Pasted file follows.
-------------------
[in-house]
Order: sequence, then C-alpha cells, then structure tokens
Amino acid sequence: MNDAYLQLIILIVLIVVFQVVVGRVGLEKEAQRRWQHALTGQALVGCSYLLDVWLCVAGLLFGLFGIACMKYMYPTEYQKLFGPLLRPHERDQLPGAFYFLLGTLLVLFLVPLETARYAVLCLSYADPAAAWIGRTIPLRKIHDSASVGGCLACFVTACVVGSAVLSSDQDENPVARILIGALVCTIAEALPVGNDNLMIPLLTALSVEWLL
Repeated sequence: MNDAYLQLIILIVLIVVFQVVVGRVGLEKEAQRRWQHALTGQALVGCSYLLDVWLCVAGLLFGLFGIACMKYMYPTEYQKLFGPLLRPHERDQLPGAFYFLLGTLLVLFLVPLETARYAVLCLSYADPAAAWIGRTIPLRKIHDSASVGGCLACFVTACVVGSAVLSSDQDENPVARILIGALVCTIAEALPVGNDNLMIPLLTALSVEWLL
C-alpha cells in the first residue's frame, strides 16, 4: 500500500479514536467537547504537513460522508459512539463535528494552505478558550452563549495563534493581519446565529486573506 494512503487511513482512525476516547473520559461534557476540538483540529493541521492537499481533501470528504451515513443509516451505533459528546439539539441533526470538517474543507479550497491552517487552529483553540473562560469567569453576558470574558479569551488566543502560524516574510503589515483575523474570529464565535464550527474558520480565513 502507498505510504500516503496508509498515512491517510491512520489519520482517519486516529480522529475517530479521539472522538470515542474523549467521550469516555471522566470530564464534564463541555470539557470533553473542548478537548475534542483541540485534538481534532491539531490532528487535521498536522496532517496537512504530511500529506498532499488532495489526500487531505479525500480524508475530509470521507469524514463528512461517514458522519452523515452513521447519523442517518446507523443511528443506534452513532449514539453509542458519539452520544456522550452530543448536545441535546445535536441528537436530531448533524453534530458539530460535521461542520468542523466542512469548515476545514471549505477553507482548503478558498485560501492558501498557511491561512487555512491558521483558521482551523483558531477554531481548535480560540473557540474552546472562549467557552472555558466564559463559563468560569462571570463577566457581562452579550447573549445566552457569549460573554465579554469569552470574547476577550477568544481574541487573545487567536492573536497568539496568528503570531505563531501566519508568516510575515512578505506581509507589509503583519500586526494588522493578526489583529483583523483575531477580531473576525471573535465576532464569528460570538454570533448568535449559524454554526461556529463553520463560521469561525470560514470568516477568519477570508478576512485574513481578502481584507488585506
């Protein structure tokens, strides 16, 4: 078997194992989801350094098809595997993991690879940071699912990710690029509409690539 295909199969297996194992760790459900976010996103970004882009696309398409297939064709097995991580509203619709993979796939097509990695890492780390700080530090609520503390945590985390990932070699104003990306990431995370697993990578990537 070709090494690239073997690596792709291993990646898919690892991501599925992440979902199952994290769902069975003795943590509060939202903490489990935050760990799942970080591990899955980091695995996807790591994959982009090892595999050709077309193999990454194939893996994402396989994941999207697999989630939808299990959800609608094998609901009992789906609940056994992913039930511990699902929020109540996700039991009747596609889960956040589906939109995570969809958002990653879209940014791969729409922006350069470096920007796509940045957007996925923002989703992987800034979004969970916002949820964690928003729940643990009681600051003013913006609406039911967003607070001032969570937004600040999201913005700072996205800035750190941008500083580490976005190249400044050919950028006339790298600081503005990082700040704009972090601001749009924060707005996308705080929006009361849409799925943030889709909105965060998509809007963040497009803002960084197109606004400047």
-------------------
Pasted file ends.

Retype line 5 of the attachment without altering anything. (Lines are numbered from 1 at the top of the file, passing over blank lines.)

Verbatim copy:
C-alpha cells in the first residue's frame, strides 16, 4: 500500500479514536467537547504537513460522508459512539463535528494552505478558550452563549495563534493581519446565529486573506 494512503487511513482512525476516547473520559461534557476540538483540529493541521492537499481533501470528504451515513443509516451505533459528546439539539441533526470538517474543507479550497491552517487552529483553540473562560469567569453576558470574558479569551488566543502560524516574510503589515483575523474570529464565535464550527474558520480565513 502507498505510504500516503496508509498515512491517510491512520489519520482517519486516529480522529475517530479521539472522538470515542474523549467521550469516555471522566470530564464534564463541555470539557470533553473542548478537548475534542483541540485534538481534532491539531490532528487535521498536522496532517496537512504530511500529506498532499488532495489526500487531505479525500480524508475530509470521507469524514463528512461517514458522519452523515452513521447519523442517518446507523443511528443506534452513532449514539453509542458519539452520544456522550452530543448536545441535546445535536441528537436530531448533524453534530458539530460535521461542520468542523466542512469548515476545514471549505477553507482548503478558498485560501492558501498557511491561512487555512491558521483558521482551523483558531477554531481548535480560540473557540474552546472562549467557552472555558466564559463559563468560569462571570463577566457581562452579550447573549445566552457569549460573554465579554469569552470574547476577550477568544481574541487573545487567536492573536497568539496568528503570531505563531501566519508568516510575515512578505506581509507589509503583519500586526494588522493578526489583529483583523483575531477580531473576525471573535465576532464569528460570538454570533448568535449559524454554526461556529463553520463560521469561525470560514470568516477568519477570508478576512485574513481578502481584507488585506